Philippine President Rodrigo Duterte yesterday warned that "worse times loom ahead" for over 100 million Filipinos, as his government struggles to stay on top of a still raging Covid-19 pandemic.
"We are being tested as a people and as a nation," he said in his annual address to the nation.
"All I ask is you continue to put your faith in your government and work with us in achieving what is best for the country and our people," he said.
But he offered scant details about what he intends to do in the coming days to contain a spike in infections that continue to stall efforts to restart a sinking economy.
Mr Duterte instead devoted much of his address to attacking a senator who called him out for shutting down the nation's top broadcaster, threatening to take over the country's top telecommunications and utilities firms, and reiterating his call for a return of the death penalty.
The government is likely to stay the course in its pandemic response.
There is talk that Mr Duterte is considering returning Metropolitan Manila - the epicentre of the disease - to a sweeping lockdown, although his advisers have said the government has already run out of resources to feed those who no longer have the means to earn a living.
"To open up the economy to pre-Covid-19 levels is not an option," said Mr Duterte.
"Haste makes waste," he added. "The recent upsurge of infections when you open little windows of resumption of business is proof of that."
The Philippines, already with the second-highest number of Covid-19 cases in South-east Asia after Indonesia, is on track to surpass China in terms of the number of cases.
Health officials reported 1,657 new cases yesterday, bringing the country's total to 82,040. China, by comparison, had 83,891.
Mr Duterte said the government's early intervention had prevented as many as 1.3 million to 3.5 million infections.
He also held out hope that a vaccine "is just around the corner".
"Sooner, but not later, the virus that gobbled up thousands of lives will itself be laid to rest," he said.
But beyond that, he could offer only broad strokes about how he intends to contain the pandemic and turn the economy around.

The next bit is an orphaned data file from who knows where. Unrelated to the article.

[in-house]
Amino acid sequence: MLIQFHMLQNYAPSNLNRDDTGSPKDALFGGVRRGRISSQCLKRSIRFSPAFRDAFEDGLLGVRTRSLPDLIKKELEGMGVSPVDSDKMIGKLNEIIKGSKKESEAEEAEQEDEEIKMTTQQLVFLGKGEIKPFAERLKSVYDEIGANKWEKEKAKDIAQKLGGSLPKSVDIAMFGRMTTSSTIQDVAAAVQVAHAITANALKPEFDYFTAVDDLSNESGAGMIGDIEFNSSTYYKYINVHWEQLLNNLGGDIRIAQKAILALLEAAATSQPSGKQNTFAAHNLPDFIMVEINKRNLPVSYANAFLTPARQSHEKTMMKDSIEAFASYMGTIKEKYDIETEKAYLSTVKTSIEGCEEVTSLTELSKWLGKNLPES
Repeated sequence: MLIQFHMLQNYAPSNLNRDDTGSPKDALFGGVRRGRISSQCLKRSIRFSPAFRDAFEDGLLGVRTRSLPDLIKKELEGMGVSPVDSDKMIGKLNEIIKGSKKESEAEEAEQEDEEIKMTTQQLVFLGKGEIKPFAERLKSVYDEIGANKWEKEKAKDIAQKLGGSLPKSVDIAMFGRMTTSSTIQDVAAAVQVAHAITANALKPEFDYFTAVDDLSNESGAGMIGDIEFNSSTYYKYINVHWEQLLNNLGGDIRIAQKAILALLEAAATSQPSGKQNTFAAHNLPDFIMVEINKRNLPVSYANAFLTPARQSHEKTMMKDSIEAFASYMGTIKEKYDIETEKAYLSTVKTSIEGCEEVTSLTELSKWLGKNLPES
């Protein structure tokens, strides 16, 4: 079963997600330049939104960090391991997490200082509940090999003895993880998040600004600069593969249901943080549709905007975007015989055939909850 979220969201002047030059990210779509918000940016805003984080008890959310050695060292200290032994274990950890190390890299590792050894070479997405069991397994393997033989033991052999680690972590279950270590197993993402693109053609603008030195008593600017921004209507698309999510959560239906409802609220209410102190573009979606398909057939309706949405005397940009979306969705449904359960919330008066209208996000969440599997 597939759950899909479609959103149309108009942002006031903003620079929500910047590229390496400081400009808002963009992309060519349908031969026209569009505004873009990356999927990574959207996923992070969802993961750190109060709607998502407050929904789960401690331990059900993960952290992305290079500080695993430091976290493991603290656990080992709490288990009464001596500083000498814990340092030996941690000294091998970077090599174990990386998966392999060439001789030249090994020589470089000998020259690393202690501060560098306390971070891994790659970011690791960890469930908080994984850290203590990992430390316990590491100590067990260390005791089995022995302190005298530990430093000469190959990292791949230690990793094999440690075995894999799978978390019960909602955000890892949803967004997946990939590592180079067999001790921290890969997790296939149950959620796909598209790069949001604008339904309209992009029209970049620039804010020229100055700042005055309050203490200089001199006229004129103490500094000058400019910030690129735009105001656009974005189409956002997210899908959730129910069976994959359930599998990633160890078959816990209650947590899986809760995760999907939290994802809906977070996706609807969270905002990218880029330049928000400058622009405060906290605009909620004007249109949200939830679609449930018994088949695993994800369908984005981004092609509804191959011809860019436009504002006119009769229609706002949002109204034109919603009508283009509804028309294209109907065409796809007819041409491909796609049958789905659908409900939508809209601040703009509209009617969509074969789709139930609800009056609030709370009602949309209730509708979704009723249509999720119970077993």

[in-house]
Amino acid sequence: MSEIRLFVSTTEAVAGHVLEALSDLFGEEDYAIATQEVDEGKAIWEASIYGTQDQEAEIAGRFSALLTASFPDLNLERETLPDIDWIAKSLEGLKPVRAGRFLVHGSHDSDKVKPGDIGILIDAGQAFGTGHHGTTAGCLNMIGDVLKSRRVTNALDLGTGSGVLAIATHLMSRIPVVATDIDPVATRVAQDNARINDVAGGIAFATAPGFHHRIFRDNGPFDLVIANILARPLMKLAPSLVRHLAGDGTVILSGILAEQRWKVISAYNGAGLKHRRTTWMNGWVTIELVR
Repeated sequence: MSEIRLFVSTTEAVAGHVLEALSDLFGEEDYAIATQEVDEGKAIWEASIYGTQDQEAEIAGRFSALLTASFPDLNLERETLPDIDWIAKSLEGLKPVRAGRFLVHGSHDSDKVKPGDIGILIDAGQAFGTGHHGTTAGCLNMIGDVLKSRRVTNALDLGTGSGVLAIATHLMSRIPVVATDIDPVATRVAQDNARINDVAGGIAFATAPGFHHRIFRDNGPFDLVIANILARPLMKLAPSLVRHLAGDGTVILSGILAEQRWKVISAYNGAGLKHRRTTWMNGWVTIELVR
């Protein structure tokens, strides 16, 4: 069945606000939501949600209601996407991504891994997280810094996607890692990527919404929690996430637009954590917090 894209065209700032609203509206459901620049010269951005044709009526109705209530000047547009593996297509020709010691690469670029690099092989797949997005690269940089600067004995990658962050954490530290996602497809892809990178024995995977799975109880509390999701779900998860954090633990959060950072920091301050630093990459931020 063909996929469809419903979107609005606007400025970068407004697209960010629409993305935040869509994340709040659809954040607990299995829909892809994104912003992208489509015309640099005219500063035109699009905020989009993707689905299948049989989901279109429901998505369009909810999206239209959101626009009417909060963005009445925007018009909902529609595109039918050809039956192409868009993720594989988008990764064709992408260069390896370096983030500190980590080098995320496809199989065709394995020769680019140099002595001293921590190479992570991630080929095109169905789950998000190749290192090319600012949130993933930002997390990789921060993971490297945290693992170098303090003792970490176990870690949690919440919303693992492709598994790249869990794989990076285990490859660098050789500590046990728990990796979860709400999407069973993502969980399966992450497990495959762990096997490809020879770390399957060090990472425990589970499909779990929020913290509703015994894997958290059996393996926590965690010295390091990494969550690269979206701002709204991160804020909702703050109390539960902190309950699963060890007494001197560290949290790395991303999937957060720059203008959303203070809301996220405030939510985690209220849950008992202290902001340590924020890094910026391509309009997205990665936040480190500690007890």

More than three million people have lost their jobs after the government wound down nearly all businesses when it placed nearly the entire country under a hard lockdown in mid-March.
The shutdown was eased into a "general community quarantine" on July 1, but many firms have been unable to claw back from the brink, with social distancing guidelines and curfews still in place.
Mr Duterte asked for laws that will give corporations tax reliefs, and create a new ministry to oversee the reintegration of over 100,000 overseas Filipinos forced to come home due to the pandemic.
He appealed for rent clemency for small and medium-sized businesses, and reiterated that schools will remain shut as they pivot to distance learning.
But in segues that derailed his message, he opened and closed his address by chastising Senator Franklin Drilon, a politician allied with former president Benigno Aquino.
The senator had earlier slammed Mr Duterte for claiming he had dealt a blow to the "oligarchy" when ABS-CBN, the country's biggest TV network, was forced to shut down.
Mr Drilon had said Mr Duterte himself came from "political dynasties" that were abetting oligarchies.
The President retorted by accusing Mr Drilon of lawyering for the family that owns ABS-CBN.
Along that line, Mr Duterte warned the "other oligarchies" that run the country's biggest telecoms and utilities firm that the government would come in and take over from them if they did not shape up and improve their purportedly bad service by December.
He also reverted to his favourite topics - drugs and criminality - and again asked lawmakers to reinstate the death penalty for drug-related crimes.
Representative Carlos Zarate, of the party list group Bayan Muna (People First), said: "He fell back on his default mode - drugs, crimes - because these are populist issues he knows he can use to cover up the incompetence of his administration, especially concerning the Covid pandemic."
Added Mr Zarate: "He really did not fully address that problem."